Nora was born nearly four years ago, and she was born in New York City. The belly of the beast. Borough of Manhattan, hospital of St. Luke’s–Roosevelt, neighborhood of Whatever the Realtors Call It Heights. She’ll always have that.
I spent my first 18 years in the avowedly suburban confines of Bethesda, Maryland, but I could always take pride in my arrival at the long-gone Columbia Hospital for Women. 21st and L, Northwest! Hey, Henry Rollins was born there! Do my parents know how to pick a cool hospital or what? Honestly, I didn’t think about it much until I’d left the Washington area after high school—but after that, I had a very minor talking point. I was born in D.C. Wherever Nora goes in her life, she will always have been born in New York City.
But, like me, she’s most likely going to grow up suburban. A Jersey girl. Maybe she’ll resent her upbringing, like the young punks of Hanif Kureishi’s fiction, heads full of attitude and no end of anger toward their Pakistani ancestors’ choice, generations earlier, of settling in London and not New York. Fifteen years from now, if Nora’s a college freshman in another city or time zone, she’ll have the choice of telling her friends she’s from New York, or from New Jersey. She’ll quickly find out which one will get her the blank look.
When I lived in Chicago, I’d occasionally get trapped in my car somewhere in the suburbs, out near O’Hare. A graph-paper spread of endless right angles, surprise culs-de-sac—a terrifying hall-of-mirrors of perfectly identical bungalows. So one of the most surprising things about living in the suburbs is how agreeable it’s turning out to be. In a suburban context, Maplewood may seem as misleadingly warm and organic as those enormous, quirky, homey Manhattan apartments you only ever see in network sit-coms, without the hot-plate and the mini-fridge. It’s not necessarily a suitable stand-in for “the suburbs.”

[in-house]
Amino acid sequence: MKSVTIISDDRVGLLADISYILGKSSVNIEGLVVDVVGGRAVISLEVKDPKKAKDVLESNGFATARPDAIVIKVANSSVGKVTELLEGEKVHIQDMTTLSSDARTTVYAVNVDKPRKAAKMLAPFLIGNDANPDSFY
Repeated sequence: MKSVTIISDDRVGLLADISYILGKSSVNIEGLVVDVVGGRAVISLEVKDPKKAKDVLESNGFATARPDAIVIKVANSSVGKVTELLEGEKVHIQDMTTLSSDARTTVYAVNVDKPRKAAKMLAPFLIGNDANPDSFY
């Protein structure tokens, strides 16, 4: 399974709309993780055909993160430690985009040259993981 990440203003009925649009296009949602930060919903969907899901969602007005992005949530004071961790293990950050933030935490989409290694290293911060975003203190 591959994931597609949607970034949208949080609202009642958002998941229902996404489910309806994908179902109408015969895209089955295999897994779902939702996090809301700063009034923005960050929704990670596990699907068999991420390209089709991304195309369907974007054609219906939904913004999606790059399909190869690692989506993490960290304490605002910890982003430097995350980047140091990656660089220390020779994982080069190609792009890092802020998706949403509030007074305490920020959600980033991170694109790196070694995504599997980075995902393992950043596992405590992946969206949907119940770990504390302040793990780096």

So what got us out here? The usual things. Trying to live within 677 square feet, half of it devoted to an increasing inventory of baby gear. Paying the steep Park Slope Amusement Tax without actually being in any sense amused. We weren’t getting her out to museums, or local Bugaboo-crammed bars. We were stressed beyond measure. Maybe we just weren’t cool enough to stay.
Lord knows we tried, and we discovered the enormous cost of staying at all costs. Between Brooklyn and Maplewood, Rachel and Nora and I moved by mistake to a Remote City Neighborhood I’d Rather Not Name (out of respect for the people living there), an incredibly lifeless place with decent public schools but a deep, gloomy shabbiness. We got twice as much apartment for half as much money, and every moment was a waking nightmare. We were incarcerated there for two years before all the necessary, unrelated details lined up at once, and we still struggle with PTSD, which makes me that much more grateful to be in New Jersey. The only one who came out unscathed, of course, is Nora.
Ten years ago, a friend from my hometown was visiting and admitted to me, “I honestly don’t see how you do it.” New Yorkers who sneer at that kind of thing—You’d never survive, because you’re a wuss and we’re tough—they sneer because they know they themselves wouldn’t survive anywhere else. Just as I don’t think people who’d hate living in New York are weak, I don’t think many suburbophobes are actually too cultural and sophisticated to handle the suburbs. So—should you move to the suburbs? Let me give you a rabbinical answer: That depends. Do you know yourself?